Studies have shown that using ~45–75 characters in a line of text produces the most readable articles—yet many technical blogs egregiously violate this recommendation. For example here are the last two articles I read today, along with arrows for where the 75th character is at on the first line:
- Introducing Background Sync on Google’s Developers blog. Line length is in the 100–110 character range.
- Announcing TypeScript 1.7 on Microsoft’s MSDN blog. Line length is in the 110–120 character range.
I didn’t pick these examples to single out specific blogs, but rather to present them as examples of what is the norm rather than the exception. As a quick unscientific sample, of the nine featured articles in the lastest issue of the HTML5 Weekly newsletter, only three stayed even close to the recommended range.
|Title||# of characters in the first line of text on a 1920x1080 resolution monitor|
|Introducing Background Sync||105|
|Debugging Your HTML5 in Microsoft Edge for Xbox One||98|
|Building Modern Web Apps (with React, Ampersand, ES6 and Webpack||139|
|Grid, Flexbox, Box Alignment: Our New System for Layout||82|
|Making Accessibility Simpler, With Ally.js||78|
|Web Starter Kit 0.6.0: A Boilerplate for Responsive Sites||98|
|More Responsive Tapping on iOS||79|
|Updated WebGL Benchmark Results||111|
|Touch Keyboard Types||99|
Maybe I’m just getting old, but my brain has a hard time moving from line to line in long-line-length articles without losing context. Or as a company that has far more expertise in the area puts it:
“[I]f a line of text is too long the reader’s eyes will have a hard time focusing on the text. This is because the line length makes it difficult to gauge where the line starts and ends. Furthermore it can be difficult to continue onto the correct line in large blocks of text.”
You don’t have to look any further than the print world—and their corresponding web sites—to see this best practice of 45–75 character line lengths in action. To pick a newspaper publication at random, here’s a Washington Post article that stays right in the recommended range, just so you can visually see the difference.
So why do we do this?
All of this begs a question: if long-line-length articles are known to be a bad practice, why do so many technical blogs keep these long lines in place? I’ll offer three reasons:
- 1) Line length isn’t something the average person thinks or cares about.
If you’ve read this far into the article you’re probably one of the few people that’s pedantic enough to care about manipulating line length to increase readability.
- 2) With the exponential increase in mobile devices, developers don’t think as much about providing an ideal desktop reading experience.
If your blog’s text is responsive, you don’t really need to care about line length on mobile devices, as the text will just take up as much space as is available.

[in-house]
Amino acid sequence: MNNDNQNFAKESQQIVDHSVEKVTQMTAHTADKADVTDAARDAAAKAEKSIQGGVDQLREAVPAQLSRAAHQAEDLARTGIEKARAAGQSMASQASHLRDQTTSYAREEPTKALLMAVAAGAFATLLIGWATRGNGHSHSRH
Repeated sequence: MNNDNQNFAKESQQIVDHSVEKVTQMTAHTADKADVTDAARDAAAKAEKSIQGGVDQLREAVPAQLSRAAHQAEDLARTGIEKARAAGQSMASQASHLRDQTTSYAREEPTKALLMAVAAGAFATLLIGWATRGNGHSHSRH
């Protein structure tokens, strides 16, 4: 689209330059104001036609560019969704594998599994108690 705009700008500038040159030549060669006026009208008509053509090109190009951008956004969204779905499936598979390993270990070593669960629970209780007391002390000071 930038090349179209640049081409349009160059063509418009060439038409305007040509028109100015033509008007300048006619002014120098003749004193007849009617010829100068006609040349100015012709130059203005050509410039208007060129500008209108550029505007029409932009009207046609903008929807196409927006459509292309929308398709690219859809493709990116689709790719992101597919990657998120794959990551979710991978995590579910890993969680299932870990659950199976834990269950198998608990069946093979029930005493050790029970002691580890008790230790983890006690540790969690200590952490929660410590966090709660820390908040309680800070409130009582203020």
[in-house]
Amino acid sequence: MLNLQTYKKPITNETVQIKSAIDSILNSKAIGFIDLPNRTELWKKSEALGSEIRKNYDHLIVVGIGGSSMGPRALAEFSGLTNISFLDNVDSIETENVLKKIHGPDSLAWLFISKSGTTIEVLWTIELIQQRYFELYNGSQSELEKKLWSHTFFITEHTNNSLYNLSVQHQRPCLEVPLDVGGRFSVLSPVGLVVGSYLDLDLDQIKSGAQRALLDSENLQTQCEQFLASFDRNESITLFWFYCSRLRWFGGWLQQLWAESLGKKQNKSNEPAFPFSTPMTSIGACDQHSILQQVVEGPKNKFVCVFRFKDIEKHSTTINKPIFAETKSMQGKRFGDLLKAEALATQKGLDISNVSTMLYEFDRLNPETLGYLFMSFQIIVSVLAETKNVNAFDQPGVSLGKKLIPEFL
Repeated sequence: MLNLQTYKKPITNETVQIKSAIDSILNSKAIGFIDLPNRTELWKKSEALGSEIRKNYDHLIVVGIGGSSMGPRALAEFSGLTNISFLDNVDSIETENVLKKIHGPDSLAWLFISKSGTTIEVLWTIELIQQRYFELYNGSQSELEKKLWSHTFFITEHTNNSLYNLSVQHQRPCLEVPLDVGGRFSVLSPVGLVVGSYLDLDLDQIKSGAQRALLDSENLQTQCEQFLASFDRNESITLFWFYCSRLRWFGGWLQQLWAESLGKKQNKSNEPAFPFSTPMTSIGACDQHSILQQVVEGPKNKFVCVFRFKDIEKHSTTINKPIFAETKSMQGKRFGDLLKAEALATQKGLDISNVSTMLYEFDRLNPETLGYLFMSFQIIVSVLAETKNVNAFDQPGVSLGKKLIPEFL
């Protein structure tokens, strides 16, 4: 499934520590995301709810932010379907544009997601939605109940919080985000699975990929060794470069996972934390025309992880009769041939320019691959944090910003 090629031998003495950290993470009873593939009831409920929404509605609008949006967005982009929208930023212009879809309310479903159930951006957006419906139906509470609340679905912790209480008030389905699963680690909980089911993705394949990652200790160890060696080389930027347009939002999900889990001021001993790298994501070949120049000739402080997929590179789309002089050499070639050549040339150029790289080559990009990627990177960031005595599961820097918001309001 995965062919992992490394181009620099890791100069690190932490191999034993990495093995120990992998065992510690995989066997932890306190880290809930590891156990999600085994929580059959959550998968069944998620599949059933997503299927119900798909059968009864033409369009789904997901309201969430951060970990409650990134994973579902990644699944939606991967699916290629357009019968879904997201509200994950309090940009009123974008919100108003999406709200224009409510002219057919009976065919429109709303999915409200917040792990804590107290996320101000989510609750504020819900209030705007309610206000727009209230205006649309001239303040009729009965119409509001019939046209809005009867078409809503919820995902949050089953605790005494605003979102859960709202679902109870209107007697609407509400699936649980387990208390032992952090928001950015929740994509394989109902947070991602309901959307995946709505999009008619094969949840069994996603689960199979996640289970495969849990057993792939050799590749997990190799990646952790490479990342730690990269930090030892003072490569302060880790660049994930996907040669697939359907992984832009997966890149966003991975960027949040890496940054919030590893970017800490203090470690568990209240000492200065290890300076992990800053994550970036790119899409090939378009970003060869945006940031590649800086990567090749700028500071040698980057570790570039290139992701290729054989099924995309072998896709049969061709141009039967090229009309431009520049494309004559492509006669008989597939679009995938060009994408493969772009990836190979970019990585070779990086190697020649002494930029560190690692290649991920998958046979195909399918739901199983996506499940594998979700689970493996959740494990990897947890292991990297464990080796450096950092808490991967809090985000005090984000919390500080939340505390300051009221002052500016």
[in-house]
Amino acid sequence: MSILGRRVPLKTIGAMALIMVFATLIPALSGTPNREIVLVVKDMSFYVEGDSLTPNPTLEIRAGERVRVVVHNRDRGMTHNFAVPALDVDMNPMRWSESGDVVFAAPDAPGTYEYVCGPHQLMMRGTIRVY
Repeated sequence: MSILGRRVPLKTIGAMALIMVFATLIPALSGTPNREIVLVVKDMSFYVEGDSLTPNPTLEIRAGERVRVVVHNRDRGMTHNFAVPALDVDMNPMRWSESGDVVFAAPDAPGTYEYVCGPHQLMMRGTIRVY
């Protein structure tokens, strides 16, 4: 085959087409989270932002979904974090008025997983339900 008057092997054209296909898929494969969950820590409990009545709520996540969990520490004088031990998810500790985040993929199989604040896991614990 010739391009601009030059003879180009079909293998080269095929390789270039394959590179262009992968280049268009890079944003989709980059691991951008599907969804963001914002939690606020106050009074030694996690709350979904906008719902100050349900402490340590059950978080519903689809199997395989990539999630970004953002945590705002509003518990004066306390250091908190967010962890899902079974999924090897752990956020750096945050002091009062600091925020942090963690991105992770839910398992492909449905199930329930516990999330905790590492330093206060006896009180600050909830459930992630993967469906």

In my experience, however, technical blogs are one of the few places where desktop browsers are still extremely prevalent. This blog for example gets over 90% of its views from desktop browsers, so I personally care a lot more about the desktop experience than the mobile one.
- 3) Longer lines fit more code, and developers notoriously hate horizontally scrolling to see code.
This is the only good argument I can come up with. In fact, I keep my own blog at the ~80–85 character mark because I write so many articles that embed code, and I want that code to fit as best as possible.
But although it is nice to fit more code on a line, it seems silly to show more code at the cost of significantly hurting the readability of text. If you’re showing so much code that you need 100+ character lines, you should probably consider linking to GitHub instead of embedding huge blocks of code.
And there are definitely examples that show it is possible to embed code and keep line lengths readable. The handful of technical blogs sites I know of that have reasonable line lengths all embed code, and they’re also some of the prettiest blogs out there—Smashing Magazine, 24 Ways, Medium, and the Telerik Developer Network come to mind. Here’s a screenshot from a Smashing article that shows text fitting within the 75-character limit, along with some code that also looks nice:
What to do?
Experts recommend line lengths in the 65–75 character range, but for a tech blog I personally think 75–90 is reasonable to accommodate code samples. If you maintain a technical blog, pick a few lines at random, and copy and paste them into an online character counter.
If your site is using 90+ characters per line, as so many technical blogs are, consider tossing a
max-width on the content to cap the text at some a readable width. Your pedantic readers will thank you.